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Thousands of CRA and government accounts disabled after cyberattack – Canada News – Castanet.net

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Hackers used more than 9,000 stolen usernames and passwords to apply for government services, and also targeted about 5,500 Canada Revenue Agency accounts, the federal government said in an announcement.

The RCMP is investigating whether the hack led to any privacy breaches or stolen information from the accounts, which have been disabled, the Treasury Board of Canada Secretariat said on Saturday.

The 9,000 hijacked accounts have been cancelled, and the approximately 3,000 accounts that were successful in getting government services are being investigated.

The 5,500 CRA accounts that were separately targeted have been disabled, and owners are being contacted, said the government.

The cyberattacks used a technique called credential stuffing to target a system used by 12 million users and about 30 federal departments, including immigration accounts.

The attackers used passwords and usernames collected from previous hacks of accounts worldwide, and “took advantage of the fact that many people reuse passwords and usernames across multiple accounts,” the government said.

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Desperation sets in as CERB is set to end; these three Canadians are among the millions living on the bubble – Toronto Star

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Canadians who’ve been relying on the Canada Emergency Response Benefit (CERB) to make ends meet during COVID-19 say there’s a sense of desperation and panic as the program nears its end later this month.

Stephanie Cohen was receiving EI payments before the pandemic as a result of losing her job as a copywriter at a digital marketing agency in Montreal. She transitioned to CERB in May and the $2,000 has kept her going since then.

The money has helped her pay basic bills and assisted her mother in buying groceries and other home necessities. Even though it’s less than what she was making at her work, it provided a much-needed financial boost and a little bit of “peace of mind” during a difficult period. Having zero income “would have been devastating,” she said.

As others do, she knows very little about the new benefits that will be offered to jobless Canadians starting Sept. 27.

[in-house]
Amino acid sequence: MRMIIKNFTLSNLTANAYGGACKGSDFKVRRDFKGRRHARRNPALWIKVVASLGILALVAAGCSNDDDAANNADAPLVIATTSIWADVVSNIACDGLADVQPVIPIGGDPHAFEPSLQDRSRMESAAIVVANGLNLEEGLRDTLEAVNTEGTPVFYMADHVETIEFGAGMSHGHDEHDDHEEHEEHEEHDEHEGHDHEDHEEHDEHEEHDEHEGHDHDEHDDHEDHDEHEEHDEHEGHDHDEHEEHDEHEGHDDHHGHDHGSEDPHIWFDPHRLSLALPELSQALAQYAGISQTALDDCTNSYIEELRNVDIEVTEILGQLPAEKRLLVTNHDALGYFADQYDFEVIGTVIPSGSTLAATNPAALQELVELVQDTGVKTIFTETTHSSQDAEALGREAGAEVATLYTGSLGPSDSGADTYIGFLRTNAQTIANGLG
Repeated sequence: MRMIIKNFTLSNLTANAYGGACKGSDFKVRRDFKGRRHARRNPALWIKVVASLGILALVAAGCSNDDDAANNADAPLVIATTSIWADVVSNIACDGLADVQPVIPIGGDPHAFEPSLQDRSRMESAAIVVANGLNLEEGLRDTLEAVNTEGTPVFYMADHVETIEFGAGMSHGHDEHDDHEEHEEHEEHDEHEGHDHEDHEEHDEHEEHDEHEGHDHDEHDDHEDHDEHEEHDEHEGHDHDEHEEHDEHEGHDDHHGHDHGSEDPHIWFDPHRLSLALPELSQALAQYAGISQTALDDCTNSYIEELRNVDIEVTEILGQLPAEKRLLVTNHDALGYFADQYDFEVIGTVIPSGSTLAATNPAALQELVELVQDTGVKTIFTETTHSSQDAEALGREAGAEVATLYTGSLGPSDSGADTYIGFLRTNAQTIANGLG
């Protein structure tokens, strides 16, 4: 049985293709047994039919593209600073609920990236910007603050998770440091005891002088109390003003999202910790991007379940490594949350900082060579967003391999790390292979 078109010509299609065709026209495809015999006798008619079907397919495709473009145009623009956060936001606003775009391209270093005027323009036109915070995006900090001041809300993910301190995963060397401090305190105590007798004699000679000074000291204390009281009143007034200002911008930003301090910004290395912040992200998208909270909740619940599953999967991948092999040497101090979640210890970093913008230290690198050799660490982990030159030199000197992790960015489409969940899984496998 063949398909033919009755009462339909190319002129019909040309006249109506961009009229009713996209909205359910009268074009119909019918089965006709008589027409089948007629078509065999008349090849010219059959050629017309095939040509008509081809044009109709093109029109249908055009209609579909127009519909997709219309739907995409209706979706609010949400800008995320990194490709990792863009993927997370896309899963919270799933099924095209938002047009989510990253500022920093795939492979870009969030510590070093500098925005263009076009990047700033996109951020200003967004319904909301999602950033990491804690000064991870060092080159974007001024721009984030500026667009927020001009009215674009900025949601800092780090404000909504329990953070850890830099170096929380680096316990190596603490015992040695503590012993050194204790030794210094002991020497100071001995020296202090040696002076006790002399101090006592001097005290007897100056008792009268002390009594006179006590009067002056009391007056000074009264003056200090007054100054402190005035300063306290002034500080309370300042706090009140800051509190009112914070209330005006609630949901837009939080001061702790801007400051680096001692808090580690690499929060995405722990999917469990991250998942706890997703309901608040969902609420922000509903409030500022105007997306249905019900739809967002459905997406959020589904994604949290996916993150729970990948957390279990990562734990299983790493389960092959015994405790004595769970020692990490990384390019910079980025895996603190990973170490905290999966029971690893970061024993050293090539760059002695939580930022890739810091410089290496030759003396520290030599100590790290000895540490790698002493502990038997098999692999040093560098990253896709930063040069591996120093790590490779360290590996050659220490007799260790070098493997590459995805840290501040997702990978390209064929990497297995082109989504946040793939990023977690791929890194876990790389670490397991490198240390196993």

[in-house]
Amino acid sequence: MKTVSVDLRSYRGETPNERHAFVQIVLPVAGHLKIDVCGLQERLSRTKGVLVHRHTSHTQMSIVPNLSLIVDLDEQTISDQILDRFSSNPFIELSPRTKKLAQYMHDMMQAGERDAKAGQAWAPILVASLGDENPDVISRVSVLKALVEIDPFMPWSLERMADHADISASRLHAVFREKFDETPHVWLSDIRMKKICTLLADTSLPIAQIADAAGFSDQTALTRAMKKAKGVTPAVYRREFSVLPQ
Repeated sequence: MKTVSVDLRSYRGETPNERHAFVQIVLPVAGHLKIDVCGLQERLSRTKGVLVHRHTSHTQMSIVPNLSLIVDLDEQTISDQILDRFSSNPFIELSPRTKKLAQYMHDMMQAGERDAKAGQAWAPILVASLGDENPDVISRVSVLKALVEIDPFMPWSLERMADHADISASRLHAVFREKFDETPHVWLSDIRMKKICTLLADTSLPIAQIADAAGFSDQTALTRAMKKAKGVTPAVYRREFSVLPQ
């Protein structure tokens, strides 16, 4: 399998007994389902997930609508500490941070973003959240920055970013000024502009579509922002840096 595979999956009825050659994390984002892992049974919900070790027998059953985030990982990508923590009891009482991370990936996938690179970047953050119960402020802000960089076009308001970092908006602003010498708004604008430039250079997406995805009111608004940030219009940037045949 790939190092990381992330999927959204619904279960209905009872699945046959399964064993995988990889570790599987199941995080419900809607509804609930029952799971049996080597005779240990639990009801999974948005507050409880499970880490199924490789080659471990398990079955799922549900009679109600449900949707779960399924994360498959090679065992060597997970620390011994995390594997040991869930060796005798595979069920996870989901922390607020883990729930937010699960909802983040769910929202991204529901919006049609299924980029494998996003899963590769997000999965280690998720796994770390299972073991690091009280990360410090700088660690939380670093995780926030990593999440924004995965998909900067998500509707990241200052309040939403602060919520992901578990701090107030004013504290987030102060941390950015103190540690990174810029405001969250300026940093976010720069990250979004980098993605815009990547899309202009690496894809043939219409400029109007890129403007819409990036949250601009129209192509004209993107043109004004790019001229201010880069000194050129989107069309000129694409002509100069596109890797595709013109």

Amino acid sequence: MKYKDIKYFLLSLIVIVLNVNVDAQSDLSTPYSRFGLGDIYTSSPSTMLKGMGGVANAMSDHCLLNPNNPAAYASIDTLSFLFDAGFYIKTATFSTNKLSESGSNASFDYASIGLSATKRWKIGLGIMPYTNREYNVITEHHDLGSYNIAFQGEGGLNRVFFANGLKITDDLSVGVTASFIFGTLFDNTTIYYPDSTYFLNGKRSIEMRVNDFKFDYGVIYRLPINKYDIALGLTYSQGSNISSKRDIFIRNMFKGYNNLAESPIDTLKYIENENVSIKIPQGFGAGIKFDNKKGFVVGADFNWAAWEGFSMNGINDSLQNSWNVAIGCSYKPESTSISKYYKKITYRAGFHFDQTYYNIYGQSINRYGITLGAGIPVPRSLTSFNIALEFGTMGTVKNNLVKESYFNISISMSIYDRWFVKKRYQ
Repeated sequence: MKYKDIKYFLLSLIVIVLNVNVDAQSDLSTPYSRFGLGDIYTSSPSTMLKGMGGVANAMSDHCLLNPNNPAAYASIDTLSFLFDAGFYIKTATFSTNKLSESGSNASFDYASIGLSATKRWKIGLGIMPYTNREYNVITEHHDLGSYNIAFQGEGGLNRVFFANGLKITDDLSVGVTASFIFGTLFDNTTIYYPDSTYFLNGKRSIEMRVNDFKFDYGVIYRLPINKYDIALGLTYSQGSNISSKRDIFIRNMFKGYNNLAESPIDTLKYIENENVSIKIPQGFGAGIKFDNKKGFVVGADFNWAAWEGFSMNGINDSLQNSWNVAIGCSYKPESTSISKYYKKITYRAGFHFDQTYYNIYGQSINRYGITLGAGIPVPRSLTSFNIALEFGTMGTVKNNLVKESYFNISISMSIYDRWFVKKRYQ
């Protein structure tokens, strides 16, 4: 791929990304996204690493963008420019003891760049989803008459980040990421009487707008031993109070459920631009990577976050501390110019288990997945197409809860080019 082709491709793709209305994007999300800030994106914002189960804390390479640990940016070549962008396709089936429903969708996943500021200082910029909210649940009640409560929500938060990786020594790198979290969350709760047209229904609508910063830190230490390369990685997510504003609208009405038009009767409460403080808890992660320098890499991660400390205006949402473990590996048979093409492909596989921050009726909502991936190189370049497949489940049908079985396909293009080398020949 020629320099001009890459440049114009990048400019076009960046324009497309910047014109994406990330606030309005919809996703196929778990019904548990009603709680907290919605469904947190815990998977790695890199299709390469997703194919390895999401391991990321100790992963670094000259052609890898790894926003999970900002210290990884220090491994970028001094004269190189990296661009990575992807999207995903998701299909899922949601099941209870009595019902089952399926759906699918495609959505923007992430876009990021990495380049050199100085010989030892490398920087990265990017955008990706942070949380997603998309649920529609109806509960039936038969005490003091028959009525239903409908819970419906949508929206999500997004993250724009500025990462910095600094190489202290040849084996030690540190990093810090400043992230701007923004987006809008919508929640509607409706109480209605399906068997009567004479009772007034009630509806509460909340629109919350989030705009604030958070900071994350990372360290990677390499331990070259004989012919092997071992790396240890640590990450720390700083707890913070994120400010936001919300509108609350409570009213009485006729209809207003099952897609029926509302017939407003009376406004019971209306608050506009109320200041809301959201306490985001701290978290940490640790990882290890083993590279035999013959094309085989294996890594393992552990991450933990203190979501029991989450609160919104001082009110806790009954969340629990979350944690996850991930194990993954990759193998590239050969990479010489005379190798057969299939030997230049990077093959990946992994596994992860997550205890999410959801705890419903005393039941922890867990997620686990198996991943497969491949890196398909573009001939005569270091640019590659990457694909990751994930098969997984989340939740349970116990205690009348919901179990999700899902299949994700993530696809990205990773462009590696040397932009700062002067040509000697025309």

“It is a pretty big concern, considering I’m in the category of people who exhausted their previous EI benefits,” Cohen said.

She’s especially worried new recovery programs, which are just proposals at this point and won’t be solidified until after the government’s Speech from the Throne on Sept. 23, will ignore people such as she, who were job-hunting prior to COVID-19. The pandemic, she said, put her hunt on hold and the economic hit to business across a variety of sectors makes it hard to know when people will start hiring again.

“I haven’t been able to receive a clear answer as to how I move forward,” she said about the lack of information on the upcoming benefit programs. “If I am not eligible to re-apply for EI, I’ll have zero income coming in, which would be a hard blow for me financially.”

A recent analysis from the Canadian Centre for Policy Alternatives warned millions of Canadians who depended on CERB will be hard hit by the upcoming change.

CERB had been instrumental in helping Jordan Troy, a Guelph resident who had just completed college and was looking for a job as an elevator mechanic when the pandemic hit. The 23-year-old said he recently started working a few hours a week at local restaurants when they reopened, but still makes less than $1,000 per month.

“I’m worried, of course. I don’t know if I will qualify for EI or any of the new programs, and there is no information right now,” he said. “At least with CERB, you knew you weren’t going to go hungry or miss a rent payment. Now everything is up in the air.”

Nick Cunningham had been working in the live music industry at a Toronto talent agency, helping with the booking of venues and organizing tours for Canadian artists. For the first few months of the pandemic, his agency managed to keep a small group of employees at work as they helped artists run virtual concerts and drive-in shows. But he was laid off last month.

“Everything was so sudden. I was working one day and the next day I wasn’t,” said Cunningham. “These past six months have been incredibly stressful, with so much uncertainty and repeated work, it felt like groundhog day every day, until I lost my job.”

So far, Cunningham has collected the CERB just twice. While he said he’s grateful for the support, he is “scared” that the switch to EI and other programs could leave him short of what he needs to get by.

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“It’s already hard to survive in Toronto on $2,000, and I feel like it’s about to get even harder with these new changes,” said Cunningham, who says special support for people in the live music industry is needed.